Monday, November 28, 2011

The New Arrivals

So, one of the problems about not-blogging when I get busy or just bogged down is that the things I want to blog about (books arriving, the 'Occupy' movement, unnecessary surgery) tend to pile up, so that the longer I wait the bigger the log-jam.

Case in point was the most recent post about the new book arrival, wh. was also my newest publication; finally got this off a day or two ago, after having begun a week before. During that time, another three packages with books arrived on the door step. So in the interests of playing catch-up, the following descriptions may be briefer and brisker than wd otherwise be the case.

In any case, this current lot represent books I ordered to fill in around the corners, mindful of the difficulty that can result if I wait too long (e.g., the ridiculous prices some books on Tolkien shoot up to when they go out-of-print).*

New Tolkien Book #1: Martha C. Sammons' WAR OF THE FANTASY WORLDS [2010]. This is one of two books I've been meaning to get for a year or so but kept putting off month by month because of the expense (in this case, $45 for a text that sans notes &c. runs less than 200 pages).* I'm interested in this one, because books on Tolkien and Lewis tend to conflate the two, which I think does an injustice to both: they were v. different men, with v. different ideas and aesthetics; more alike perhaps in their goals than in how they tried to reach them. Sammons, by contrast, looks to stress the differences between their writings. We'll see if she's able to do justice to an interesting thesis.

What shd have been New Tolkien Book #2, Alison Milbanks' CHESTERTON & TOLKIEN AS THEOLOGIANS, was also fairly pricey ($40 for a 200 page paperback), and while quite interested to see what she had to say about Tolkien as theologian (a topic about wh. not much has been written), I admit to being put of by the fact that what I've read of Chesterton's theology (ORTHODOXY) didn't make me inclined to read more if I cd avoid it. In this case, looks like I hestiated too long: Amazon cancelled this book from my order, claiming the book is no longer available. I can still get it used, but again there's the dis-encouragement of now having to pay $40+ for a secondhand book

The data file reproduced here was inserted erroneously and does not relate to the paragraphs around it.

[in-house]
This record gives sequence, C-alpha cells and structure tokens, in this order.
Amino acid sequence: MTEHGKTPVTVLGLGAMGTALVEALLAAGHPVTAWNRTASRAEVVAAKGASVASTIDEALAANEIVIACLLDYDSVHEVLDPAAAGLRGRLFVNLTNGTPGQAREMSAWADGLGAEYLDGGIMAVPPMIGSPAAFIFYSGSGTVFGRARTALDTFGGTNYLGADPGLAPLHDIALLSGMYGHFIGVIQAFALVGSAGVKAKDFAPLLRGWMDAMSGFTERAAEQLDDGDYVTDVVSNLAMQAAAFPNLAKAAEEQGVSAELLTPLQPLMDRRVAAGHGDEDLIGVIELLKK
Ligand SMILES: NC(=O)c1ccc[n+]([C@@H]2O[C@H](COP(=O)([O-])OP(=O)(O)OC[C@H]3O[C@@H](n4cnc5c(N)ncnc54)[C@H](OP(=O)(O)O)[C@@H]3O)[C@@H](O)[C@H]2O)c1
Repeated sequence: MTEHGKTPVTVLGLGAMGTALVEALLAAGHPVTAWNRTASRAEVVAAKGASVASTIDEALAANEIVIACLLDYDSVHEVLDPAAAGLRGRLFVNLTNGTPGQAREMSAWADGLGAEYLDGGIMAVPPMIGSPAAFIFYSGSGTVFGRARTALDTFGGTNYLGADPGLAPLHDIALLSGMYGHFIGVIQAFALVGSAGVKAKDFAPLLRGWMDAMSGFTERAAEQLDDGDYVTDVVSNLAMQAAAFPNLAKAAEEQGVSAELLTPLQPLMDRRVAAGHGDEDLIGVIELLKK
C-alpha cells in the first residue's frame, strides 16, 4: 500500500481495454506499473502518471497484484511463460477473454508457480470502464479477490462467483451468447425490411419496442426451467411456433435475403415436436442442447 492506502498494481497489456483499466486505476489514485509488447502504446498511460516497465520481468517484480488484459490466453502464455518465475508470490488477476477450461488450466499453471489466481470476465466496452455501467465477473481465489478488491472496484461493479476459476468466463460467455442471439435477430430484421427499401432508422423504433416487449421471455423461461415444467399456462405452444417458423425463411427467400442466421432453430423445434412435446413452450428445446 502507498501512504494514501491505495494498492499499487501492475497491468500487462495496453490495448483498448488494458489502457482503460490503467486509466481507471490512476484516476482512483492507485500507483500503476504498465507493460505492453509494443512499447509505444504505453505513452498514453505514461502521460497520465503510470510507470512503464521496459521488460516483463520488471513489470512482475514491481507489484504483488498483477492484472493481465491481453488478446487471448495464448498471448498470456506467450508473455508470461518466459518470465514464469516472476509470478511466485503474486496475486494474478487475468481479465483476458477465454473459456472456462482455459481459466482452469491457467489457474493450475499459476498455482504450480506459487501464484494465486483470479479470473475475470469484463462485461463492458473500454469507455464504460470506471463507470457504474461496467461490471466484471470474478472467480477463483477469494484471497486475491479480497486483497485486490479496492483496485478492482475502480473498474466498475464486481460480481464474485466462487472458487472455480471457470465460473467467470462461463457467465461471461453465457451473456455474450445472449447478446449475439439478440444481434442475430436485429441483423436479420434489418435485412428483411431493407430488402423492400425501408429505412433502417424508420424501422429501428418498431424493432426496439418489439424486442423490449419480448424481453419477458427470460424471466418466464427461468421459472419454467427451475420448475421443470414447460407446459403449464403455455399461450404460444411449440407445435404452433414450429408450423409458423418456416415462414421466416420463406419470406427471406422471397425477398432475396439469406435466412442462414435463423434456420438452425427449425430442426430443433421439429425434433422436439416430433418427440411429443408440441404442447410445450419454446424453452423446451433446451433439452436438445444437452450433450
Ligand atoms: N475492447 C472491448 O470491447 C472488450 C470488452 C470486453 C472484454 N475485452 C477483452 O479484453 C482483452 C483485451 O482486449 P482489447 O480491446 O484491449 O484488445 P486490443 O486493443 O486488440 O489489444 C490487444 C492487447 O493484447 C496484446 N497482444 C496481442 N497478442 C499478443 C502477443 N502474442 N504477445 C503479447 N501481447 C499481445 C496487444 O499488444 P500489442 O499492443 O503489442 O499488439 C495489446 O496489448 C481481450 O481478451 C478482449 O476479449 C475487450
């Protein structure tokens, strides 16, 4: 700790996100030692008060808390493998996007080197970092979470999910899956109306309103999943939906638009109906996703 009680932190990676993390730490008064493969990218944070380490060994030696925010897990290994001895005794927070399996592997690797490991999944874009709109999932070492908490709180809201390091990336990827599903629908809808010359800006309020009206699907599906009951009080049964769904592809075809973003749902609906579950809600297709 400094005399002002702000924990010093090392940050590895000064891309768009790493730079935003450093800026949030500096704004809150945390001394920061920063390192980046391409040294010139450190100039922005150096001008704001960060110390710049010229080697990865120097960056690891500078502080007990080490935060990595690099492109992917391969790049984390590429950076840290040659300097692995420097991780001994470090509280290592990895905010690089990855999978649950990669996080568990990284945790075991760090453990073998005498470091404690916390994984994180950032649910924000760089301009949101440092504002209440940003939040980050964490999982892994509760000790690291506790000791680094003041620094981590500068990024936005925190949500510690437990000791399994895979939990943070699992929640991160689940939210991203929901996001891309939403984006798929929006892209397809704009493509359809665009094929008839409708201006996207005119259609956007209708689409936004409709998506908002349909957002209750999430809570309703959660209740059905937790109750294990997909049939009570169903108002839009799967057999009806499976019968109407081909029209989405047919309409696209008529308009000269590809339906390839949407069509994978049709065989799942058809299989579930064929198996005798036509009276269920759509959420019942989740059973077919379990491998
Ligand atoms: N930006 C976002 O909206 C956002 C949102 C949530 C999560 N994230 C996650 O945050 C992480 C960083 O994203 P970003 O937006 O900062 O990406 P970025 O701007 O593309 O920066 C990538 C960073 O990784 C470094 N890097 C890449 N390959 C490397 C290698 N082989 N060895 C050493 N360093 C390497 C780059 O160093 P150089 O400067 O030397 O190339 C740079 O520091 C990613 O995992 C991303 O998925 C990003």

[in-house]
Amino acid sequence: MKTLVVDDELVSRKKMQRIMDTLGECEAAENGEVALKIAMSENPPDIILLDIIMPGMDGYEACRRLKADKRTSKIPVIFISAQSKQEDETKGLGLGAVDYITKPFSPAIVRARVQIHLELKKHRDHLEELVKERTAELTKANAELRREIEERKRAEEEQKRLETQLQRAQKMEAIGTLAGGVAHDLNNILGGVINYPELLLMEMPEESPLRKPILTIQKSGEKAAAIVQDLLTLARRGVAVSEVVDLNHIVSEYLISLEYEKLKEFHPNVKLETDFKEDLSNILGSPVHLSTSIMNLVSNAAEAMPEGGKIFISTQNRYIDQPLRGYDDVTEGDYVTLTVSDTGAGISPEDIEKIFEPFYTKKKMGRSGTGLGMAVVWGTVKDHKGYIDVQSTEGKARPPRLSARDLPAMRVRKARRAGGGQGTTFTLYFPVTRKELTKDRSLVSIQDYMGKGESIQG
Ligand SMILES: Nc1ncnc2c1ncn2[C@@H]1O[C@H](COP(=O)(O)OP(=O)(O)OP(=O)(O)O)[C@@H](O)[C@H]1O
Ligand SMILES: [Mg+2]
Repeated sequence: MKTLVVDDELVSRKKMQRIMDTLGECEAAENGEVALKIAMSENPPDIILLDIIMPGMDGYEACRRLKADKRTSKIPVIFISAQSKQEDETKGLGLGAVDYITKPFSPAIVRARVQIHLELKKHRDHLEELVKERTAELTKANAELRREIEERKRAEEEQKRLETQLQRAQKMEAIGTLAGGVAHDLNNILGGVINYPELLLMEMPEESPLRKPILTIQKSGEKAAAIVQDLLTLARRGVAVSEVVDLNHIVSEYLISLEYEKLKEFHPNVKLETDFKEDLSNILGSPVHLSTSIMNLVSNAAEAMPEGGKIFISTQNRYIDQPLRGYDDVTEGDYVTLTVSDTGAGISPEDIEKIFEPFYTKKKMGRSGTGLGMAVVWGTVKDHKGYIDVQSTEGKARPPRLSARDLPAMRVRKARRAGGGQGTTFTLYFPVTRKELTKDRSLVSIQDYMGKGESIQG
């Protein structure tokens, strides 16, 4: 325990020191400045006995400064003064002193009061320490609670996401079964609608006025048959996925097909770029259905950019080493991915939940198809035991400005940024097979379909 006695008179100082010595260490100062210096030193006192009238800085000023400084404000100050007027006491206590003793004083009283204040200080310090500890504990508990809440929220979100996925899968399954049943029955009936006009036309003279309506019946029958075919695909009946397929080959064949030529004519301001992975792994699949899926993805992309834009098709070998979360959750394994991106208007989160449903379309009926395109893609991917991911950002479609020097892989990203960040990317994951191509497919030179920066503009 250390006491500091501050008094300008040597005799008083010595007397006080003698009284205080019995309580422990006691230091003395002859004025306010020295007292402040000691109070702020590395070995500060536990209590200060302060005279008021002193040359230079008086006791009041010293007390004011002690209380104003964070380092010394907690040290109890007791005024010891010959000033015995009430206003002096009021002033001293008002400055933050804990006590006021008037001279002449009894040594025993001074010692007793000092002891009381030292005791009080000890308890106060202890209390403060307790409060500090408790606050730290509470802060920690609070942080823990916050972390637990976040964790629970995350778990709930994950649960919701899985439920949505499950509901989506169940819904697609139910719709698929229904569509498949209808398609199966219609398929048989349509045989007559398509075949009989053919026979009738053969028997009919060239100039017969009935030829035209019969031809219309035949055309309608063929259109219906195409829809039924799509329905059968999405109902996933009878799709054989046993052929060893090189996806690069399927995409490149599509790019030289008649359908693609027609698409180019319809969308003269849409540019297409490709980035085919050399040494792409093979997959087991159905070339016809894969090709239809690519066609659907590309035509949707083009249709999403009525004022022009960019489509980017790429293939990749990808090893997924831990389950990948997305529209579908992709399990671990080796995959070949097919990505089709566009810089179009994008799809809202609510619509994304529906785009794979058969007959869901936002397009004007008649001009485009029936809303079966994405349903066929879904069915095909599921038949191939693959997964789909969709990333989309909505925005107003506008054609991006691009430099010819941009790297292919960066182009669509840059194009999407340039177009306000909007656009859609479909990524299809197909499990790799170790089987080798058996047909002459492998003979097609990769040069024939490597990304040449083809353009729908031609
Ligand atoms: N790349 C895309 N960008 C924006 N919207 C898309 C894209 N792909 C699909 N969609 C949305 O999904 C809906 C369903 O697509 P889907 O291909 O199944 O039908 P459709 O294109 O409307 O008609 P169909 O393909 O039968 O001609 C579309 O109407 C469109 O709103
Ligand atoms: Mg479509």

Book #3 is Oliver Loo's A TOLKIEN ENGLISH GLOSSARY ("2004-2009"). That title might cause some confusion, given that Tolkien is writing in English, but the subtitle clarifies things: A GUIDE TO OLD, UNCOMMON AND ARCHAIC WORDS USED IN THE HOBBIT AND THE LORD OF THE RINGS. So, if you were a bit puzzled by words like "eyrie" and "furrier" when first read THE HOBBIT, this is the book for you; Tomnoddy, Attercop, Lob, and Cob all make an appearance. On the other hand, it's cluttered with words that are far from exotic, like "rug" and "toe"; Loo seems to presuppose that his target audience is a bright ten-year-old. Which is all well and good, but it means that practically anybody who'd buy his book wdn't need it, having already mastered difficult words like Glossary and Archaic. I'm sure his inspiration must have been the (v. useful) glossary of archaic words Christopher Tolkien appended to THE BOOK OF LOST TALES, but Loo sets the barrier much, much lower. I suspect his book wd be of most help to non-native speakers reading LotR in English but not entirely conversant in the large vocabulary Tolkien delights in using.

--John R.

current book: 1948
current e-book: THE HOUSE OF SILK

*Frederick & McBride's WOMEN AMONG THE INKLINGS being a case in point, having only attracted minor attention until it went out of print, whereupon prices soared.


David Bratman said...

Does Loo's book include an explanation for the one word that baffled me on my first reading of The Hobbit? That was "chestnuts," by which Gollum means "that's an old and stale joke," but I had never heard that usage and was trying to figure out how chestnuts, the nut, could be the answer to the riddle, "Thirty white horses on a red hill."

Jason Fisher said...

I reviewed Loo's book in Mythprint (you can read the review here). I was going to review the Sammons book but declined after taking a good long look at it. Suffice to say it's one of the worst books I've seen in recent years, possibly ever. I know that sounds harsh, and believe me, I feel a little guilty saying it, but I think people deserve to know before shelling out big bucks. When I returned it, David reviewed it instead (read that one here).

John D. Rateliff said...

Hi David. Hi Jason.

David: Yes, Loo does cover 'chestnut'. Having myself been puzzled by this usage back in 1973, I thought his gloss wd have been helpful then. Here's his entry.

Chestnuts [page] 85 "An old or stale joke, anecdote, etc. (slang). Hence, in extended use, anything trite, stale, or too often repeated."

Jason: Thanks for the links to the two reviews. I appreciate David's point, but since I HAVE read the materials Sammons covers, I might be able to get more out of it than some readers. As for the Loo, in retrospect I think I was probably a bit hard on it. If I'd come across this as a labor-of-love website I'd have been more likely to recommend it to beginning readers than I am in its book form.

--John R.